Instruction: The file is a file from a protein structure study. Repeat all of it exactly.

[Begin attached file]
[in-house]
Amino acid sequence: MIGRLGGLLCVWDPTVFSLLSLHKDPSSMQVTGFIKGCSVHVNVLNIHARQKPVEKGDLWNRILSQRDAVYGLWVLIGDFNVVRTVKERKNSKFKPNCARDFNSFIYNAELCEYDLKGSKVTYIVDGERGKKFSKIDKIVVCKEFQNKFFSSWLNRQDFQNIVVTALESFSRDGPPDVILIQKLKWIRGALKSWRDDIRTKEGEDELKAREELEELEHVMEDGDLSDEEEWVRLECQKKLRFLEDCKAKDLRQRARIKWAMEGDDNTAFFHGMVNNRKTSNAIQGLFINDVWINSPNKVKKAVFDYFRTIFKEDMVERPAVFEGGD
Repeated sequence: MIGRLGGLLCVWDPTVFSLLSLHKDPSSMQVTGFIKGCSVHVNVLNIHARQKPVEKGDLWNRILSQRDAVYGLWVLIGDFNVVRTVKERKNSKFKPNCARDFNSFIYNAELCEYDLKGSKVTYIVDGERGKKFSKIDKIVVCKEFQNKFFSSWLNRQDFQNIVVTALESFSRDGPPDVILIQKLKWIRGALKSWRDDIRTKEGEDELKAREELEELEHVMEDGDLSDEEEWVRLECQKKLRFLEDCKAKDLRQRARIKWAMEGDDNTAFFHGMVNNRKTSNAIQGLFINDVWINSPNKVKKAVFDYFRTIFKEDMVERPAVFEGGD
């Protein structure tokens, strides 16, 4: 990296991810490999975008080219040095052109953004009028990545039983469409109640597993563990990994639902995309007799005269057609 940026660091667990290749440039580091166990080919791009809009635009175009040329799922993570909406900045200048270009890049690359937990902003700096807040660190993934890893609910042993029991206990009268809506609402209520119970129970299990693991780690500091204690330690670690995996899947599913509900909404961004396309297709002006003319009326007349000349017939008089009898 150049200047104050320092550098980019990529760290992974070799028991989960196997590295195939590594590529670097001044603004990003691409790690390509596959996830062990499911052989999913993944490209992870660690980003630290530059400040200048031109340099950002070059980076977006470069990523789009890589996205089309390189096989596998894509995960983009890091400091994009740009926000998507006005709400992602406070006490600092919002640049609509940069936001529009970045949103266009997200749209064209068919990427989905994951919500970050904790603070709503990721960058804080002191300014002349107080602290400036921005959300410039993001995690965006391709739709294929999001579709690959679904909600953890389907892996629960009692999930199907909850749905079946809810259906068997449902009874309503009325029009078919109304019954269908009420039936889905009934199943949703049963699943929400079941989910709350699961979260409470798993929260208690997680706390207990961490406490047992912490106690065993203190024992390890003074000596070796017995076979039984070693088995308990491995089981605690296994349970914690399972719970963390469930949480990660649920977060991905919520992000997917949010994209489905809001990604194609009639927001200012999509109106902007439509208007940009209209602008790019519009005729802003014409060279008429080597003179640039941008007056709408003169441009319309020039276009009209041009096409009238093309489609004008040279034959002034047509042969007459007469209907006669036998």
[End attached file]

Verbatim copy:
[in-house]
Amino acid sequence: MIGRLGGLLCVWDPTVFSLLSLHKDPSSMQVTGFIKGCSVHVNVLNIHARQKPVEKGDLWNRILSQRDAVYGLWVLIGDFNVVRTVKERKNSKFKPNCARDFNSFIYNAELCEYDLKGSKVTYIVDGERGKKFSKIDKIVVCKEFQNKFFSSWLNRQDFQNIVVTALESFSRDGPPDVILIQKLKWIRGALKSWRDDIRTKEGEDELKAREELEELEHVMEDGDLSDEEEWVRLECQKKLRFLEDCKAKDLRQRARIKWAMEGDDNTAFFHGMVNNRKTSNAIQGLFINDVWINSPNKVKKAVFDYFRTIFKEDMVERPAVFEGGD
Repeated sequence: MIGRLGGLLCVWDPTVFSLLSLHKDPSSMQVTGFIKGCSVHVNVLNIHARQKPVEKGDLWNRILSQRDAVYGLWVLIGDFNVVRTVKERKNSKFKPNCARDFNSFIYNAELCEYDLKGSKVTYIVDGERGKKFSKIDKIVVCKEFQNKFFSSWLNRQDFQNIVVTALESFSRDGPPDVILIQKLKWIRGALKSWRDDIRTKEGEDELKAREELEELEHVMEDGDLSDEEEWVRLECQKKLRFLEDCKAKDLRQRARIKWAMEGDDNTAFFHGMVNNRKTSNAIQGLFINDVWINSPNKVKKAVFDYFRTIFKEDMVERPAVFEGGD
């Protein structure tokens, strides 16, 4: 990296991810490999975008080219040095052109953004009028990545039983469409109640597993563990990994639902995309007799005269057609 940026660091667990290749440039580091166990080919791009809009635009175009040329799922993570909406900045200048270009890049690359937990902003700096807040660190993934890893609910042993029991206990009268809506609402209520119970129970299990693991780690500091204690330690670690995996899947599913509900909404961004396309297709002006003319009326007349000349017939008089009898 150049200047104050320092550098980019990529760290992974070799028991989960196997590295195939590594590529670097001044603004990003691409790690390509596959996830062990499911052989999913993944490209992870660690980003630290530059400040200048031109340099950002070059980076977006470069990523789009890589996205089309390189096989596998894509995960983009890091400091994009740009926000998507006005709400992602406070006490600092919002640049609509940069936001529009970045949103266009997200749209064209068919990427989905994951919500970050904790603070709503990721960058804080002191300014002349107080602290400036921005959300410039993001995690965006391709739709294929999001579709690959679904909600953890389907892996629960009692999930199907909850749905079946809810259906068997449902009874309503009325029009078919109304019954269908009420039936889905009934199943949703049963699943929400079941989910709350699961979260409470798993929260208690997680706390207990961490406490047992912490106690065993203190024992390890003074000596070796017995076979039984070693088995308990491995089981605690296994349970914690399972719970963390469930949480990660649920977060991905919520992000997917949010994209489905809001990604194609009639927001200012999509109106902007439509208007940009209209602008790019519009005729802003014409060279008429080597003179640039941008007056709408003169441009319309020039276009009209041009096409009238093309489609004008040279034959002034047509042969007459007469209907006669036998």